Revolution Lullabye

June 6, 2009

Yancey, Made Not Only in Words

Yancey, Kathleen. “Made Not Only in Words: Composition in a New Key.” CCC 56.2 (Dec 2004) 297-328.

This is Yancey’s 2004 CCCC Chair’s address, which was billed more as a multimedia, multivocal “performance” because, in conjunction with her speech, she had a slideshow that displayed images and quotes that did not directly illustrate her speech but rather interpreted her thoughts in a new way.

Her address asks compositionists to reimagine the content, structure, and location of the field of rhetoric and composition. Pointing out that digital technology has created a writing public in the same way a reading public was created in the late 19th century, she argues for changing composition curriculum that more accurately reflects the kinds of writing students are already doing on their own, the kinds of writing that are requried for 21st century lives. In order to teach students how to write and develop multimedia, multigenre literacies, a vertical undergraduate major must be developed, one in which courses focus on the intertextual, dialogic circulation of composition, the interrelatedness of the canons of rhetoric, and the effect and the deicity of technology on literacy. Finially, this “new key” of composition requires faculty to be willing to change their curriculum structure and embrace this new literacy space to live and work in.

Quotable Qutotes

“Composition in this school context, and in direct contrast to the world context, remains chiefly focused on the writer qua writer, sequestered from the means of production” (309) – solitary, tutorial model vs. social, productive model.

“Never before has the proliferation of writings outside the academy so counterpointed the compositions inside. Never before have the technologies of writing contributed so quickly to the creation of new genres” (298)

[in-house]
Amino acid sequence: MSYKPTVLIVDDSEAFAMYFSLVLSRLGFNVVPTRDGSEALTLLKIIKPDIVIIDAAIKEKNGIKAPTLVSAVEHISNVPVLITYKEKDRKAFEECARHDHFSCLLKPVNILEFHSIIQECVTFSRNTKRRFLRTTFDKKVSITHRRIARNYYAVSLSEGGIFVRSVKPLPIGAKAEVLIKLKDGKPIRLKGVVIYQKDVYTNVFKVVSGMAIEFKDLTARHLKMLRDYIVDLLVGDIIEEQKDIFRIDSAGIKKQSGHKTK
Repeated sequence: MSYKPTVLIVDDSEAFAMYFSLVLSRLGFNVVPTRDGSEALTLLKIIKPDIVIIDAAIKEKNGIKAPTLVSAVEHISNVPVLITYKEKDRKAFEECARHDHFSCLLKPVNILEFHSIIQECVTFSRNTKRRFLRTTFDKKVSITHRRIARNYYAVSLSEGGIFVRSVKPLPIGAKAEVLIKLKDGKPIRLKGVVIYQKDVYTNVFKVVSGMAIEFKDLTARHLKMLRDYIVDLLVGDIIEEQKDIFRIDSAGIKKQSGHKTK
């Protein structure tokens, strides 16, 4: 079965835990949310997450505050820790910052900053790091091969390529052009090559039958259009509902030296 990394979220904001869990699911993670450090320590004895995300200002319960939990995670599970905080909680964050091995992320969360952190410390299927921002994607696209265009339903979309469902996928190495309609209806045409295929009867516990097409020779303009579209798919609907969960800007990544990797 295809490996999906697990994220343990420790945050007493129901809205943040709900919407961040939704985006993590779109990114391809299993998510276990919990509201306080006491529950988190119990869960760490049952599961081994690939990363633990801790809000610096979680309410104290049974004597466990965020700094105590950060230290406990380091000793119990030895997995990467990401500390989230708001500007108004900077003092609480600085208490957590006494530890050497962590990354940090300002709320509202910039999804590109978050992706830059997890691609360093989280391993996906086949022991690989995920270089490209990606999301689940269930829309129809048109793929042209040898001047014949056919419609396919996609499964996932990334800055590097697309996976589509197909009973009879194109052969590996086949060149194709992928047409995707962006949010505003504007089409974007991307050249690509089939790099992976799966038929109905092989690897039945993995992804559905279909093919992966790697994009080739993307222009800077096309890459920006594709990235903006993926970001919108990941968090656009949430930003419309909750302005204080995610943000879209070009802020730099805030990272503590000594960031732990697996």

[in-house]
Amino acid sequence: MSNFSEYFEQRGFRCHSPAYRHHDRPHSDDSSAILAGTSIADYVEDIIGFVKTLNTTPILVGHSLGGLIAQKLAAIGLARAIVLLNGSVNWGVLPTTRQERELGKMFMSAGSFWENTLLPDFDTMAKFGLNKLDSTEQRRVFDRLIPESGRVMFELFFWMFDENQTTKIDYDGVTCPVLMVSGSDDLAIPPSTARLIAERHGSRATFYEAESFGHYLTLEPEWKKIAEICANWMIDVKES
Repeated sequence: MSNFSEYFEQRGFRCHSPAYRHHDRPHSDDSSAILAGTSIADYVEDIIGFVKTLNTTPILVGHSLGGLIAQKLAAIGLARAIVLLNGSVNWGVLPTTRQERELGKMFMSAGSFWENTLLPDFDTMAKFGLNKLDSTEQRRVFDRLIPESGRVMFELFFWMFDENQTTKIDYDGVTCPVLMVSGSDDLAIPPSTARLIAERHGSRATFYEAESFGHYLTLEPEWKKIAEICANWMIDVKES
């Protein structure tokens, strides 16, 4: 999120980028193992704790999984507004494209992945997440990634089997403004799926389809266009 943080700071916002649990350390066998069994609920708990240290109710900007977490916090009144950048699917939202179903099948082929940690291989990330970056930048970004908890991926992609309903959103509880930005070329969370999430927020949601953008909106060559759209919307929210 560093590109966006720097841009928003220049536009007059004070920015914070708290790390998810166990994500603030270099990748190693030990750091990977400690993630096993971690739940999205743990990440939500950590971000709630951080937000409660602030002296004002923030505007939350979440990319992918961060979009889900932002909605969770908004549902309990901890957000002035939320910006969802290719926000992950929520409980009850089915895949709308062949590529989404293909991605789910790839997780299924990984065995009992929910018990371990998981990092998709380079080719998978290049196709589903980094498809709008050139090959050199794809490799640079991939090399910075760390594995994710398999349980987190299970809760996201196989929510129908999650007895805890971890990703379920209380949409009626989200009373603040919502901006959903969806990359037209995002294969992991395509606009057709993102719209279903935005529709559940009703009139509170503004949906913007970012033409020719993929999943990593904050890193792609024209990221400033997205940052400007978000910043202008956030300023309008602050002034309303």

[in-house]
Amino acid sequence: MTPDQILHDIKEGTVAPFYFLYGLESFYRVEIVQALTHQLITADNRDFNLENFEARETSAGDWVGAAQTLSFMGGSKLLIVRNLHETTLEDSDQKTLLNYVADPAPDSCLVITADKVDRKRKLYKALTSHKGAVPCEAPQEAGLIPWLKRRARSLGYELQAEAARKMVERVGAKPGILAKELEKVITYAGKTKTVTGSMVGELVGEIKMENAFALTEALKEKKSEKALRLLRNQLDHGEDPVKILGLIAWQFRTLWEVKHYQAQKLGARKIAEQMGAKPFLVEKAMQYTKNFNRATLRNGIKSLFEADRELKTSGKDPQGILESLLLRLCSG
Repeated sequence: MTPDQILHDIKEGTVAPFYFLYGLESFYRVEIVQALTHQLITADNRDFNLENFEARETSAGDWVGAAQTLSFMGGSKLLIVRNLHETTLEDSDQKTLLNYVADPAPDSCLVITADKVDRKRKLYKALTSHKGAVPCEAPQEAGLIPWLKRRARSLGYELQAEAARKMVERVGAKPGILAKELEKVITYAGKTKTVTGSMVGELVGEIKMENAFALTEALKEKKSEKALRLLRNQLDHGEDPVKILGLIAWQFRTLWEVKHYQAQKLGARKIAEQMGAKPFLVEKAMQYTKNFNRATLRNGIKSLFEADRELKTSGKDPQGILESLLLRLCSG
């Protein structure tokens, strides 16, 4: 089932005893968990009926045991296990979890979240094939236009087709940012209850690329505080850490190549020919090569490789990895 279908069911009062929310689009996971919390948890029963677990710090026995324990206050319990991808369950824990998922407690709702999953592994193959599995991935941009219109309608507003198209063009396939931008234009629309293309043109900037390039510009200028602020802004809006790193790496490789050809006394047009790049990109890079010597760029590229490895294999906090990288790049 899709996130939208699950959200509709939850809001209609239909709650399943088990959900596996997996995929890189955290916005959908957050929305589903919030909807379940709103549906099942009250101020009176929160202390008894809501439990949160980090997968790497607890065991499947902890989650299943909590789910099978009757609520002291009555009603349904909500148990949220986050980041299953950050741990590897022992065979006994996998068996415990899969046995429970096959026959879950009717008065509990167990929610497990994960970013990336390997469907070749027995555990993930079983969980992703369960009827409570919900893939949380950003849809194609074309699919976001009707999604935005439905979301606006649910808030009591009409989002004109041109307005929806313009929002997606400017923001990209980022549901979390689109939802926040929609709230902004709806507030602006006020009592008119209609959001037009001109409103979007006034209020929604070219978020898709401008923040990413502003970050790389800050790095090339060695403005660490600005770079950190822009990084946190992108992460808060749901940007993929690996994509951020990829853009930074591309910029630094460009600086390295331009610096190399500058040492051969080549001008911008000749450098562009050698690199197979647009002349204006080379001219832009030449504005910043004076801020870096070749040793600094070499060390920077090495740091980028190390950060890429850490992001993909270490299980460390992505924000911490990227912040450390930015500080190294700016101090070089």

“Literacy today is in the midst of a tectonic change” (298)

Notable Notes

problem….training teachers

February 7, 2009

George and Trimbur, Cultural Studies and Composition

George, Diana and John Trimbur. “Cultural Studies and Composition.” 71-91.

George and Trimbur argue that when composition instructors use cultural studies to organize their pedagogy, they are continuing the movement in the field from focusing on individual writers (process theory) to acknowledging the social and political context of the world the students are writing, thinking, and learning in. This politcal turn, proponents of cultural studies in the composition class argue, represents the diversity of the students, allows for rhetoric to be incorporated in the writing classroom, and accommodates the postmodern goal of recognizing and analyzing fragments and subsets of culture. Cultural studies began as a phenomenon in the UK in the 1960s with the Centre for Contemporary Cultural Studies (CCCS) at the University of Birmingham, and the major New Left thinkers there (Hoggart, Williams, Thompson) looked to Althusser and Gramsci to destroy the power dynamic inherent in the high/low culture split and to begin investigating how people’s cultural practices in turn create the social order and class consciousness. This decidedly white, male, middle-class movement expanded with feminist and race critiques of cultural studies in the 1980s. Those in favor of using cultural studies as the content of a composition class argue that its use of popular culture is inviting to students, it teaches close analysis of texts and artifacts, and leads to civic and public writing. Those against it contend that a focus on cultural studies as a content in the composition classroom leads to a devaluing of writing itself, as the textbooks used don’t include a lot of student texts and the work of producing and writing isn’t foregrounded in the curriculum. Some also see cultural studies as an attempt for leftist teachers to politically indoctrinate their students.

Quotable Quotes

Shift: “emphasis from the personal experience of the individual to the lived experience of participants in the larger culture” (83).

“The arrival of cultural studies marks a wider resurfacing of political desire in academic work”, “a need on the part of American leftist academics to articulate a role for themselves in public formus and to cope (at least rhetorically if not actually) with the globalization of capital and its relentless war against working people and the poor” (72).

Problem with cultural studies pedagogy: “uncritical populist celebration of popular culture, in which the audience is ‘never wrong’ and the practice of everyday life is persisently resistant to the dominant culture” (84).

Notable Notes

Lidna Brodkey 1st year course, “Writing About Difference” at the University of Texas, recounted in “Federal Case”

Cultural studies in composition on the scene in the late 198s, 1990s